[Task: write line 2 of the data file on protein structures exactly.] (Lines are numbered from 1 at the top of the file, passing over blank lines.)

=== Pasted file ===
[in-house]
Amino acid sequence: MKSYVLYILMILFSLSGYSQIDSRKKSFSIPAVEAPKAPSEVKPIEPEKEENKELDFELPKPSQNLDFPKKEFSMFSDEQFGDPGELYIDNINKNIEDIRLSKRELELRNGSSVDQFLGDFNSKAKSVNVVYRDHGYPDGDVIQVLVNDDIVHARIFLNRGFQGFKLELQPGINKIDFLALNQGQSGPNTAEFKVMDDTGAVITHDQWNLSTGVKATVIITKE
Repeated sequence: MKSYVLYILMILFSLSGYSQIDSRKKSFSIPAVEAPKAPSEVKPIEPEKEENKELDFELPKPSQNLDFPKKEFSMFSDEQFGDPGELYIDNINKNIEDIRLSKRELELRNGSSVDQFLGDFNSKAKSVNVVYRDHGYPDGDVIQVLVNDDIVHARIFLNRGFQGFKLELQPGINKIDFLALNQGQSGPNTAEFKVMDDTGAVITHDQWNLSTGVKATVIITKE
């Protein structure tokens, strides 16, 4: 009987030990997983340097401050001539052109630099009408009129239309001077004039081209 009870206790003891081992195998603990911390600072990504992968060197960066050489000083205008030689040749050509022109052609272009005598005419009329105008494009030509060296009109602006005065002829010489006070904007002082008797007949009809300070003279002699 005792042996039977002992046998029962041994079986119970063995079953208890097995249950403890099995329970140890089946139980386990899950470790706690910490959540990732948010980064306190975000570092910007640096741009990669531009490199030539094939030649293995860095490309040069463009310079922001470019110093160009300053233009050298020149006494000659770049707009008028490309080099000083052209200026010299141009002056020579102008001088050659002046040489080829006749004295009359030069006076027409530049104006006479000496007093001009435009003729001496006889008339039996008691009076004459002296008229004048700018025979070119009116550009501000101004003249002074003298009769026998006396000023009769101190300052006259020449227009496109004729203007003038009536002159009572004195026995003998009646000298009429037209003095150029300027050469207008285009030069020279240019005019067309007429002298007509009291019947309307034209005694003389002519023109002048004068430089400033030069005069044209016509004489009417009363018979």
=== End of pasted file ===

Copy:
Amino acid sequence: MKSYVLYILMILFSLSGYSQIDSRKKSFSIPAVEAPKAPSEVKPIEPEKEENKELDFELPKPSQNLDFPKKEFSMFSDEQFGDPGELYIDNINKNIEDIRLSKRELELRNGSSVDQFLGDFNSKAKSVNVVYRDHGYPDGDVIQVLVNDDIVHARIFLNRGFQGFKLELQPGINKIDFLALNQGQSGPNTAEFKVMDDTGAVITHDQWNLSTGVKATVIITKE